Canadian folk-pop jazz artists The Keen & The Kind have mindfully mined family archives, unearthing the makings of a compelling new single, “Joseph” — available now.
The Winnipeg-based five-piece that is Violet Vopni, Clinton Giesbrecht, Kevin Cote, Alana Giesbrecht, and Stephen Chubaty released their critically acclaimed debut album, Unacknowledged, earlier this year under their former moniker, Nineteen, and were featured on CBC’s Up to Speed, the Indigenous Music Countdown, and Manitoba Music’s Song of the Week.
Now, the band increasingly known for their expansive range in easy-going upbeat pop to groovy smooth jazz to thought-provoking emotive folk is putting the finishing touches on a forthcoming deluxe LP, The Things We Don’t Know, set for release this June 2021.
This sophomore offering’s first preview, “Joseph,” attentively ushers audiences into the fractured legacy and aftermath of Vopni’s lineage, and the story of the song’s namesake, her great grandfather Joseph Huppe.
“Joseph was born in 1900, fought in WWI in 1916, and married my great grandmother, Jenny, in 1923,” Vopni says, setting the scene. “They had four children, Harold, Allan, Doris, and my grandmother Beatrice.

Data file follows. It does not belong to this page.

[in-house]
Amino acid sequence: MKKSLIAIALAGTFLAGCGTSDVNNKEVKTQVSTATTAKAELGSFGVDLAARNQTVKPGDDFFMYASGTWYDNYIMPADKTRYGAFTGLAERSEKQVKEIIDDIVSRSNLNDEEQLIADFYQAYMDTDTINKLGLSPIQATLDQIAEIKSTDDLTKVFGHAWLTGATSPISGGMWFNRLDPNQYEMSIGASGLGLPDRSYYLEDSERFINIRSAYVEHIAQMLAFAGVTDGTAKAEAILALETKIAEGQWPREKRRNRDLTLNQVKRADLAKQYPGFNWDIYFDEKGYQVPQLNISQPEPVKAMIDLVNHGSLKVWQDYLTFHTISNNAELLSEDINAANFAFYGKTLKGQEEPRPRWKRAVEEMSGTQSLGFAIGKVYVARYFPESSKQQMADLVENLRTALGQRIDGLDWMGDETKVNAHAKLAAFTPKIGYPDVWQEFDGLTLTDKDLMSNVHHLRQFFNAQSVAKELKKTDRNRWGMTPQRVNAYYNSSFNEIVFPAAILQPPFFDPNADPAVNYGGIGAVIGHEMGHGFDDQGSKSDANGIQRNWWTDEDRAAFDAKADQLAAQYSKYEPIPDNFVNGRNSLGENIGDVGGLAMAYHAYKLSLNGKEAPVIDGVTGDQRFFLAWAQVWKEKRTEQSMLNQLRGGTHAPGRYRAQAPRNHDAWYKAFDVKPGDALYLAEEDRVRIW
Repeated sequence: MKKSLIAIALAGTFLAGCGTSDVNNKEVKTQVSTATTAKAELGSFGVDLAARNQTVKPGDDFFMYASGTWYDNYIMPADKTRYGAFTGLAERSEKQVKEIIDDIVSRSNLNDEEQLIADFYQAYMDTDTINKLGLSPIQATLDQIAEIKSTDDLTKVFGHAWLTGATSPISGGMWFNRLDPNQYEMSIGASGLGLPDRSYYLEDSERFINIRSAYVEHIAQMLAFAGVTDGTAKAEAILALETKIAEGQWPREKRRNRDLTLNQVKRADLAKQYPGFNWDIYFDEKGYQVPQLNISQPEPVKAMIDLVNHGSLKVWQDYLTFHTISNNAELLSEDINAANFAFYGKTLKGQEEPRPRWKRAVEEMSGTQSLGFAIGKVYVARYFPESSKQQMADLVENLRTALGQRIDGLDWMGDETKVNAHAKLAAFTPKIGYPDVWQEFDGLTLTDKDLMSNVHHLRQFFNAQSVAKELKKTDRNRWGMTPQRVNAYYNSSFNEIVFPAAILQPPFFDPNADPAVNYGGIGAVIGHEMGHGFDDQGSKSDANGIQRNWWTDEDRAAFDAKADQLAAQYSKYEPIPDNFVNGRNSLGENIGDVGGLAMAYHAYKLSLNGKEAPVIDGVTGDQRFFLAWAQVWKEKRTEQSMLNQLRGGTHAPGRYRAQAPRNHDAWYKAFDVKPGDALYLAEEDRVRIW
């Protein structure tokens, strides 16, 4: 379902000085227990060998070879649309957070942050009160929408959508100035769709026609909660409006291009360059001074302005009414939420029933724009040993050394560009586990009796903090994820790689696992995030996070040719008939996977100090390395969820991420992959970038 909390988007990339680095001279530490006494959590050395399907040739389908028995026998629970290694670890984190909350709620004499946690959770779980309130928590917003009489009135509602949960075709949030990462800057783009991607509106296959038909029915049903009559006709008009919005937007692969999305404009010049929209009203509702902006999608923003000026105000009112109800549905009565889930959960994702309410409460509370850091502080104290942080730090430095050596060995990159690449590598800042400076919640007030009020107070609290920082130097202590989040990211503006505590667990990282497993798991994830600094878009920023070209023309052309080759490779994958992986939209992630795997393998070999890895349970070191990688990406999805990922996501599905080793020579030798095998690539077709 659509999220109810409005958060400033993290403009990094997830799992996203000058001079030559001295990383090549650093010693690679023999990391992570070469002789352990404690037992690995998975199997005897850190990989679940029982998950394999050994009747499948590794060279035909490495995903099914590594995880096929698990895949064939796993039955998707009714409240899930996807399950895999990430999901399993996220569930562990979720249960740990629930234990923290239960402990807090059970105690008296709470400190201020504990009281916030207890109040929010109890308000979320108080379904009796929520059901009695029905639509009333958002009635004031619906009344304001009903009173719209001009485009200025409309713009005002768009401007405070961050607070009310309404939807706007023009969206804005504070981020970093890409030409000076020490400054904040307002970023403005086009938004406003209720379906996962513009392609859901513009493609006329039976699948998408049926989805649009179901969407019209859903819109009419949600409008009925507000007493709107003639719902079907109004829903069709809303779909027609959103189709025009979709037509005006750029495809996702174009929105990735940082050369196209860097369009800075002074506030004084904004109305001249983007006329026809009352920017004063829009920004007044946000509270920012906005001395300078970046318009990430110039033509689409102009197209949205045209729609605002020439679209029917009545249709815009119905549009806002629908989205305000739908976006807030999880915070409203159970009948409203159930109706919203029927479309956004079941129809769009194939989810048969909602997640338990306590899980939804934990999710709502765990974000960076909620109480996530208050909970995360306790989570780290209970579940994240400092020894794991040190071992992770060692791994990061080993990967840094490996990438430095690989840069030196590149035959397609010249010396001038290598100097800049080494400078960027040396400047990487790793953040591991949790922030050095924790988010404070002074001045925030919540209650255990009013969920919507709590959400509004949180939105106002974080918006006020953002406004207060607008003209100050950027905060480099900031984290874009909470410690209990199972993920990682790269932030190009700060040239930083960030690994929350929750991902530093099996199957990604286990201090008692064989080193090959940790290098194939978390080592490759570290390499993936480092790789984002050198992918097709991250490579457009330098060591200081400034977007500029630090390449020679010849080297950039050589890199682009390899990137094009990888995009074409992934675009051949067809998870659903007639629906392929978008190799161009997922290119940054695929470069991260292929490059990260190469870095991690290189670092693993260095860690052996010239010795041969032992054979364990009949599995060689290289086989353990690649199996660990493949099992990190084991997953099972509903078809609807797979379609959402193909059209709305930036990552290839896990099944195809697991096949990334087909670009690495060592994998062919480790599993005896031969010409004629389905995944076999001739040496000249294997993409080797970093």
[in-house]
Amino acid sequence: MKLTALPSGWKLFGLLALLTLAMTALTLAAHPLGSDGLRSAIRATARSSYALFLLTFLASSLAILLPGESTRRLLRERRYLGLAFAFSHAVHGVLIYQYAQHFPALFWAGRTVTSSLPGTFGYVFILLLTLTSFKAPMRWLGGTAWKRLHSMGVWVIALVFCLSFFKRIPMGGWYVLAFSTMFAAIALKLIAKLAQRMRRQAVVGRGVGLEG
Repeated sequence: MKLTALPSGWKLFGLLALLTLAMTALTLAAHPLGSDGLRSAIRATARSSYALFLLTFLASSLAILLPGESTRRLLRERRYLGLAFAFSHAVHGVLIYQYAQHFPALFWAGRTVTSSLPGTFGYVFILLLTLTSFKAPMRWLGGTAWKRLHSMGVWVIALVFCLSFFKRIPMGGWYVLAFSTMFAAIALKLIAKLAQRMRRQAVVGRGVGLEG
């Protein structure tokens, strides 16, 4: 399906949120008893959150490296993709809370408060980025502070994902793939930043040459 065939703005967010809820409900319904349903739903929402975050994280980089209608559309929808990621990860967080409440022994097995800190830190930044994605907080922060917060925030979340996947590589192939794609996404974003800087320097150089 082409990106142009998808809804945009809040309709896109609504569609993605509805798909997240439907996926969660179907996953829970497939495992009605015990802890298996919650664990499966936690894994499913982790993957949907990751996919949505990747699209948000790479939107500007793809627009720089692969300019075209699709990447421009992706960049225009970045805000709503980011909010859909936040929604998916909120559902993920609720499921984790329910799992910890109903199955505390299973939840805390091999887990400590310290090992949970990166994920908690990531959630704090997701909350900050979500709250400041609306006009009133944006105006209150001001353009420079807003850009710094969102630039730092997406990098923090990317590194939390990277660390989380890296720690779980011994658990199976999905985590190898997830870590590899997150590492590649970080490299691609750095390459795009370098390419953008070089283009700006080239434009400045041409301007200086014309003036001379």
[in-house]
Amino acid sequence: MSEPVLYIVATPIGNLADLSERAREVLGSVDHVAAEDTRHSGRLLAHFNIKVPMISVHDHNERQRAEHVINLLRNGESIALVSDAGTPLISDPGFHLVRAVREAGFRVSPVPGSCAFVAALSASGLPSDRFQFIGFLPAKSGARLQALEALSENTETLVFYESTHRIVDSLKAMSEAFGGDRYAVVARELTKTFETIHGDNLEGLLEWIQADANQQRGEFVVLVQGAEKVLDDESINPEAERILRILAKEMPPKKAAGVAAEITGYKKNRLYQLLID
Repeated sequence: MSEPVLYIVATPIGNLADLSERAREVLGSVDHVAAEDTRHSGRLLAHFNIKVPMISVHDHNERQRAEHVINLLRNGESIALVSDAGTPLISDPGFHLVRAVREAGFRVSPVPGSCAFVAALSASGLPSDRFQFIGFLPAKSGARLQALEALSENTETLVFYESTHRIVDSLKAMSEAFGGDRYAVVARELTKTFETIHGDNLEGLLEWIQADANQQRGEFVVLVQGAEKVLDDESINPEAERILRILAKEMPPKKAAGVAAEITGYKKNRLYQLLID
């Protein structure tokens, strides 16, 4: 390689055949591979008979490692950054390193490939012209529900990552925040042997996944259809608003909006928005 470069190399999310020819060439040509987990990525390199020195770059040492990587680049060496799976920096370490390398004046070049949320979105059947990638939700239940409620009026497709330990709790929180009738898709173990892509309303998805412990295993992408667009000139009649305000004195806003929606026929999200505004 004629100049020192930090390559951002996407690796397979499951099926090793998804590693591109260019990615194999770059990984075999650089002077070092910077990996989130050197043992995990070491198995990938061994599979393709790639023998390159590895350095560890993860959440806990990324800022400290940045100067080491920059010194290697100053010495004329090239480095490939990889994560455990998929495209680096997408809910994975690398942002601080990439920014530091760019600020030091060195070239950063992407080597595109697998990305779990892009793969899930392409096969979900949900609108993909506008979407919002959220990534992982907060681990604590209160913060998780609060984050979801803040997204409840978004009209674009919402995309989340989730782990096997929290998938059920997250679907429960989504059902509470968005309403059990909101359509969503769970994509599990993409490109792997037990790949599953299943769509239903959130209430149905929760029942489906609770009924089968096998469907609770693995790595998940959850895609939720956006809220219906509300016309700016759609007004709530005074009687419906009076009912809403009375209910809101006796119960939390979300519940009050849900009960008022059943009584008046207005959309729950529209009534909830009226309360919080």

“Joseph was Métis but, being born 15 years after the Northwest Rebellion, he was forced to keep his identity a secret,” she explains. “I think he kept his secret to avoid being sent to a residential school; Métis people were known in those days as being in between because of their combined French and Indigenous lineage so Joseph’s story is one that’s common to Métis people born in the last 135 years.”
Vopni, who serves as The Keen & The Kind’s lead vocalist and songwriter, penned the sonic portrait to shed light on how moments in history can ultimately affect us as people hundreds of years later. “Joseph struggled through alcoholism, he struggled to find where he belonged and, ultimately, he left the family; we do not know what happened to him,” Vopni shares. “What we do know is that he left a woman to raise four children on her own in the 1920s and 30s, and those children subsequently went through traumas of their own — Allan died in WWII, Doris was murdered, and Beatrice became an alcoholic and was married to an abusive man.
“Beatrice passed that trauma to her only child, my mother Kim, who in turn passed that trauma down to me,” she reflects. “So we know a lot about the people Joseph left behind in the world — his wife, his children, his grandchildren, and his great-grandchildren — but we don’t know a lot about him. This song is about how his life affected the lives of so many others; it’s about who he left behind, and the wounds that cut so deep.”
“Joseph” is available now. The Things We Don’t Know is available June 2021.